Talking Rubbish

Picking up litter

Foraging in the gutters was most definitely not in my retirement plan. It never even remotely featured in the fine print.

Call it what you like – litter, trash, rubbish, garbage, waste, or refuse – it is on our streets. Sadly, human behaviour is responsible for putting it there. I spend up to two hours a day picking up litter in my neighbourhood. I do this because it is something I can do to contribute to the well-being of the land I feel overwhelmingly grateful to inhabit.

The only possible explanation I have for my entry into the litter realm so late in life might sound a little flaky. Still, I guess it makes sense, given my soul-searching musings over the years, I would one day bump into my own footprint on this planet.

People say Covid-19 turned the world upside down. But I felt a grinding tilt in my inner psyche that something was not right a year earlier. It started with the Christchurch mosque shootings and ended with Greta Thunberg’s fiery climate change speech. Both these events rattled the cage of my inner world, disturbing my sense of stability. By the end of 2019, my belief and hope for a better, cleaner, and more loving world lay fragile and tenuous. The job of changing the world seemed too big for just an ordinary, about to be, pensioner. What could I do?

Was it a coincidence that just as I was digging into my deepest needs and wishes, I noticed how much rubbish there was on the ground around me?  I don’t know, but I do know climate change and environmental issues feel paralysing when I think about them on a global scale. Melting ice glaciers, deforestation, fossil fuels, and overpopulation do not seem to be issues I can practically do something about.  But saving one wet-wipe or a small piece of plastic from entering our oceans and threatening marine life is much more achievable.

According to estimates, about 80 % of litter found in oceans comes from land-based sources, from human hands. Rubbish chokes marine animals and plant life. These marine species play a significant role in the life cycle and in absorbing carbon emissions.Rubbish in the sea

When you notice rubbish, you see it everywhere. The frequent Papamoa coastal winds mean trash rapidly ends up on our beach and into the ocean.  Polystyrene plastics is one of the most common plastic polluters found in the sea. It breaks down into microplastics over time, and it just ends up in the food chain of marine life. Poor waste management practices on building sites are a particular concern. I have arrived home with bags full of polystyrene from areas where building development occurs, especially after stormy weather when it blows from over-filled waste management bins. It takes between 400 – 500 years for polystyrene to decompose. All it would take is a cover over these bins when winds are forecast to prevent this from happening.

Over-flowing public bins around shopping centres and beaches also contribute to much of the rubbish I pick up. One of my busiest days is following rubbish collection day. High winds lift the lids on curbside bins, and loose trash blows from the containers during the automated rubbish truck process.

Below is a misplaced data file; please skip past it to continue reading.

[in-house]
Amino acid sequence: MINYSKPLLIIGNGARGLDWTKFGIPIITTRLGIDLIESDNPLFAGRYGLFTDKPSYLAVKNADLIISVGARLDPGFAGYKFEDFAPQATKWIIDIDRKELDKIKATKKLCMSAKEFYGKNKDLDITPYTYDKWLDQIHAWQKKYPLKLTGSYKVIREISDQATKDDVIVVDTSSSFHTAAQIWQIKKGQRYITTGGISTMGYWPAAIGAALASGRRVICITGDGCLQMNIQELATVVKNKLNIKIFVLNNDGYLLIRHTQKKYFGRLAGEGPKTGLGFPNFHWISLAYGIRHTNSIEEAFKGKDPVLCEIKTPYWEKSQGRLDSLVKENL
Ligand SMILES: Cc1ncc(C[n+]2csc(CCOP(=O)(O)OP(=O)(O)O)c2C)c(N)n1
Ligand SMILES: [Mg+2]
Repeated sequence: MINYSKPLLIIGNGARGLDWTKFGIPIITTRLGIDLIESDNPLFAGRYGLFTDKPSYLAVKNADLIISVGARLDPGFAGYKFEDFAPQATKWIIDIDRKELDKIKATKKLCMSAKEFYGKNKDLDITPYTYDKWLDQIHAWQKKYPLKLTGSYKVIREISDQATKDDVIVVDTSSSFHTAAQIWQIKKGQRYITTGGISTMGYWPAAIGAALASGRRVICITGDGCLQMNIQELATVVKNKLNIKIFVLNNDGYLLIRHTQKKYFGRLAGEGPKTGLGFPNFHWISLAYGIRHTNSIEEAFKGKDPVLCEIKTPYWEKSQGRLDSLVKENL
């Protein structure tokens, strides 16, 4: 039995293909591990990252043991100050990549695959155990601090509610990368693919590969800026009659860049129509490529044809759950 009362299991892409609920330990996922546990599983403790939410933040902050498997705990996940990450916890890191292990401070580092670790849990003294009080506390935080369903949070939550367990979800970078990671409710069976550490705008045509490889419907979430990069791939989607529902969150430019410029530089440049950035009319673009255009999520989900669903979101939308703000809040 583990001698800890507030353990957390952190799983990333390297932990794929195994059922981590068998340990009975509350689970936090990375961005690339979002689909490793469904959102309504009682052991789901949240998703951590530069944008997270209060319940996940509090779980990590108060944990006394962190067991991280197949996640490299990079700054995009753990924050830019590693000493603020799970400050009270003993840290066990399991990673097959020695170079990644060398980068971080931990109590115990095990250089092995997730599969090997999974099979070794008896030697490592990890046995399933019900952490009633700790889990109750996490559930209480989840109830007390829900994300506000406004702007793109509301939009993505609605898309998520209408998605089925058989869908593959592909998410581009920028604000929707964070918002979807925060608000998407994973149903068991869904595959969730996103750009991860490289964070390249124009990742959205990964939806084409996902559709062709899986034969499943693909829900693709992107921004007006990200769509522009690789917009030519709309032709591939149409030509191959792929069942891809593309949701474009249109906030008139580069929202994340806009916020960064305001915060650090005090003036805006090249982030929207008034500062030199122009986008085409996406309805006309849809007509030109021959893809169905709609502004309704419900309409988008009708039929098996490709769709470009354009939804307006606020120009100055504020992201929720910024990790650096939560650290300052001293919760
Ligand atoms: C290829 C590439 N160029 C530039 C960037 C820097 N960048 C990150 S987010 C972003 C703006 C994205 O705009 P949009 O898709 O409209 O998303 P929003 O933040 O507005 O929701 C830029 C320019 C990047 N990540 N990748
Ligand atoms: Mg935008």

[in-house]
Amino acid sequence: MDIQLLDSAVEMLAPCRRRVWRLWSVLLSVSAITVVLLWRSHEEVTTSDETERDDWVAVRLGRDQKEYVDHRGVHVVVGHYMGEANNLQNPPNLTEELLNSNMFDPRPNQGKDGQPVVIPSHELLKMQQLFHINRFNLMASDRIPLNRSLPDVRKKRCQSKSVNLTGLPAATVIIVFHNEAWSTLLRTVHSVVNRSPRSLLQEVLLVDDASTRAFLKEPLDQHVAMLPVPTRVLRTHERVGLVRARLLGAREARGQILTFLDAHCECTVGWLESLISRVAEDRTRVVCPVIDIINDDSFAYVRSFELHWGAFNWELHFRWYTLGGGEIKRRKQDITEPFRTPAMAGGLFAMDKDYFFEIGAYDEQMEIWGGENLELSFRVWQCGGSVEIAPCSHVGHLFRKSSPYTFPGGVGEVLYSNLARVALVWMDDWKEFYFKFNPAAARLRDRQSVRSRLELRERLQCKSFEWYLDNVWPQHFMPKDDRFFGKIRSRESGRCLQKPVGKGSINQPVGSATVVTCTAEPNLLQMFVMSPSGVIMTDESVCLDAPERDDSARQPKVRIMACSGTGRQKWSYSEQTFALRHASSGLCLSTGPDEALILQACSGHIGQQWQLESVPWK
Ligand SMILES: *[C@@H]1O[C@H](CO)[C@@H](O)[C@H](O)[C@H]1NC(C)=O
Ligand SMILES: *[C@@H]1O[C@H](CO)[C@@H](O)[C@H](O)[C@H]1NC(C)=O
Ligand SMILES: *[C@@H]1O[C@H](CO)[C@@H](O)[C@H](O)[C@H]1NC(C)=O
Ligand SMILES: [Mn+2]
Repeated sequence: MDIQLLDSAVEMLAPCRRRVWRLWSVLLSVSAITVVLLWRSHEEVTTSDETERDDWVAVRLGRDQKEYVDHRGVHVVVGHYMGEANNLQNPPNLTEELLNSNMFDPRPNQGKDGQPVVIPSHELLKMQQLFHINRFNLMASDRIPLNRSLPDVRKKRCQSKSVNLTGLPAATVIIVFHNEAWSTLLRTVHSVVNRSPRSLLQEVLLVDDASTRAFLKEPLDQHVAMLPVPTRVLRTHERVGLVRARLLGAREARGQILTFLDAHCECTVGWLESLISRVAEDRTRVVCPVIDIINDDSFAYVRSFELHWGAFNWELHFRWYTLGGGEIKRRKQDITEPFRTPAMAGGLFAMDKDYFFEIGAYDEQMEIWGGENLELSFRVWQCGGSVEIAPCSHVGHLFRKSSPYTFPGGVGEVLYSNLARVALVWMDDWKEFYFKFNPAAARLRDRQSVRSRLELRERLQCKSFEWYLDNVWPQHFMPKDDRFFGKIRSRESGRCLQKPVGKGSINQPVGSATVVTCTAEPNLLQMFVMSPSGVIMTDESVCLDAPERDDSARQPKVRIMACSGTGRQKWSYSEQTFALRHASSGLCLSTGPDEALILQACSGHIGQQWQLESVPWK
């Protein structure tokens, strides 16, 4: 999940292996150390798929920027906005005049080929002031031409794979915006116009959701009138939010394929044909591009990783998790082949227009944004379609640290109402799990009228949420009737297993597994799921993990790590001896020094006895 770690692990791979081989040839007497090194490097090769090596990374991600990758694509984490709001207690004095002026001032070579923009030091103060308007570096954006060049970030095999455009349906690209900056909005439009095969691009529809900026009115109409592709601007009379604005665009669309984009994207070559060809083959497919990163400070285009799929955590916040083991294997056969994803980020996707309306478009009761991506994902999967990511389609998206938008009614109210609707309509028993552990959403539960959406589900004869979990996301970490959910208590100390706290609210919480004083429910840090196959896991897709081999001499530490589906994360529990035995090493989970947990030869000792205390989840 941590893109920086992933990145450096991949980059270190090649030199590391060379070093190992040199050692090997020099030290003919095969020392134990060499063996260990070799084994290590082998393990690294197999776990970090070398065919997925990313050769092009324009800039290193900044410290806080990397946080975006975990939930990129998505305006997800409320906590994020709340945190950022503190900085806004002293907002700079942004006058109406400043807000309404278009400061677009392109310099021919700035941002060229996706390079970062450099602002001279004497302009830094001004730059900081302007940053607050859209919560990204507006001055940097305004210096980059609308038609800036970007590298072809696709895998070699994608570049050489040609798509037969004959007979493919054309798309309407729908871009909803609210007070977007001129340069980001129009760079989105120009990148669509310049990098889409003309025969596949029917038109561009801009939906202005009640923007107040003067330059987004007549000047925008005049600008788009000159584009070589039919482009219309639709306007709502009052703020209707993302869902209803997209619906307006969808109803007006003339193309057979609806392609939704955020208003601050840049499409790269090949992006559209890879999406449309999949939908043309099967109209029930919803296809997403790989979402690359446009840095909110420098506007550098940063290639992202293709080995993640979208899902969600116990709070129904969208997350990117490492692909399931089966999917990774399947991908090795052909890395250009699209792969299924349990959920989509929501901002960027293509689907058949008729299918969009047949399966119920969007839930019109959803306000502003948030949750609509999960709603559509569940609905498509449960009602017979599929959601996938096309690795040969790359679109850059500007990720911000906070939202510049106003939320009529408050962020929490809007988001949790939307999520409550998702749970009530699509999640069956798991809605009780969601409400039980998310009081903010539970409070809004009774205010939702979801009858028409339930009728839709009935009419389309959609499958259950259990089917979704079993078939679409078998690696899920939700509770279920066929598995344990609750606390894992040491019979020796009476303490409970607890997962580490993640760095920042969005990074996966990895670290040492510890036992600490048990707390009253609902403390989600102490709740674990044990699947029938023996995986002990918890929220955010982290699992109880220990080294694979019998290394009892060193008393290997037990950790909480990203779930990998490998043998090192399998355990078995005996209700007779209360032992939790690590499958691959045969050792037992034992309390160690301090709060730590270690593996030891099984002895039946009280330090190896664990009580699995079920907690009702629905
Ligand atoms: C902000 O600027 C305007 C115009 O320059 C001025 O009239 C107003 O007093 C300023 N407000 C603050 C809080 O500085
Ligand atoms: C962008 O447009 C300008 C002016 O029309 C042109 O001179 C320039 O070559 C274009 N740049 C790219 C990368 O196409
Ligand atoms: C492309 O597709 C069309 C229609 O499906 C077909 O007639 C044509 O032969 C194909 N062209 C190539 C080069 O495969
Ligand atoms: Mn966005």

Lightweight trash such as aluminium chip bags, lolly wrappers, tissues, wet wipes, and lollipop sticks can be bagged before being discarded to stop these items from blowing out on pick-up.  It is surprising how much light rubbish you can fit in one of those Ecopack compostable bags you find in the fruit and vegetable department of the supermarket.

Much of the rubbish I find is at skateboard parks, around schools, public playgrounds, reserves, and sports fields.

One particular week I picked up seventy-six lollipop sticks and fifty-one Mentos and TNT wrappers.  Plastic in the marine environment never goes away. Small items, like lollipop sticks and wrappers, not only litter our beaches and neighbourhoods but, because of their size, they also pose a severe threat to sea turtles and other marine life.

Our new waste bins arrived a few weeks ago. The size of the yellow lidded recycling bin baffled me at first. We are a small family, and there is no way we would fill this bin every week from our own household use. Although I will be ready with a full container on the first week of collection in July because I have been filling my bin with discarded plastic drink bottles and cans found on my litter run for the past few weeks. According to an environmental source,, only 1 out of 5 plastic bottles gets recycled. The rest just becomes litter or get buried somewhere. Picking up this recyclable trash is an excellent way to ensure we can put out a full recycling bin each week.

When the prickly subjects of climate change or ‘the environment’ rear their head, we all have our opinions, and we’re pretty good at voicing them. But that’s where we usually leave it. “Not me, not mine, not my responsibility.”

“The greatest threat to the environment is the belief that someone else will save it for us,” says environmental leader and public speaker Robert Swan, OBE.

We tend to look to the government for answers or hold the government responsible for environmental problems. Yes, it is overwhelming, and we want someone else to fix it, but the fact is, we all need to do something. We ALL (that is, you and I) can do something.

Whichever way you look at it, litter that is dropped on land is done by human hand. Not everyone litters intentionally. It does not matter that you, or I, did not drop it. We may not have been responsible for putting the rubbish on the ground, but once noticed, then it does become our responsibility to pick it up.

So now, here I am in my retirement, seeking, searching, and foraging for litter as though my life depends on it – and in a way it does – for all of us.

By Margaret Cunningham